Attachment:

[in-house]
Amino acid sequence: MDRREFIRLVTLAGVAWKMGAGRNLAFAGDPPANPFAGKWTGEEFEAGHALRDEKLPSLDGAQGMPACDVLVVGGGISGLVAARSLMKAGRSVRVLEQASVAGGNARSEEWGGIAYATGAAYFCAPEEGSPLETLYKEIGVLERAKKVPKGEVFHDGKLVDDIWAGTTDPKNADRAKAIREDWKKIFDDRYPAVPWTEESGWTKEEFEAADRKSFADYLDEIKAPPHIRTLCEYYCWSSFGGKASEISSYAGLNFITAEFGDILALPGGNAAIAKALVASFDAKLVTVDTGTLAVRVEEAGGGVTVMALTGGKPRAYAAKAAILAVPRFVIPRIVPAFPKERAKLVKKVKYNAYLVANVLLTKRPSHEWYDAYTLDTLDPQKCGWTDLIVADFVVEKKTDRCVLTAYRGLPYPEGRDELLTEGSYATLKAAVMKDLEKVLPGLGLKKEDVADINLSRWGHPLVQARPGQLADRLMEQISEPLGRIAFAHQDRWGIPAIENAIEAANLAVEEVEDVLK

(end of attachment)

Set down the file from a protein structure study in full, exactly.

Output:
[in-house]
Amino acid sequence: MDRREFIRLVTLAGVAWKMGAGRNLAFAGDPPANPFAGKWTGEEFEAGHALRDEKLPSLDGAQGMPACDVLVVGGGISGLVAARSLMKAGRSVRVLEQASVAGGNARSEEWGGIAYATGAAYFCAPEEGSPLETLYKEIGVLERAKKVPKGEVFHDGKLVDDIWAGTTDPKNADRAKAIREDWKKIFDDRYPAVPWTEESGWTKEEFEAADRKSFADYLDEIKAPPHIRTLCEYYCWSSFGGKASEISSYAGLNFITAEFGDILALPGGNAAIAKALVASFDAKLVTVDTGTLAVRVEEAGGGVTVMALTGGKPRAYAAKAAILAVPRFVIPRIVPAFPKERAKLVKKVKYNAYLVANVLLTKRPSHEWYDAYTLDTLDPQKCGWTDLIVADFVVEKKTDRCVLTAYRGLPYPEGRDELLTEGSYATLKAAVMKDLEKVLPGLGLKKEDVADINLSRWGHPLVQARPGQLADRLMEQISEPLGRIAFAHQDRWGIPAIENAIEAANLAVEEVEDVLK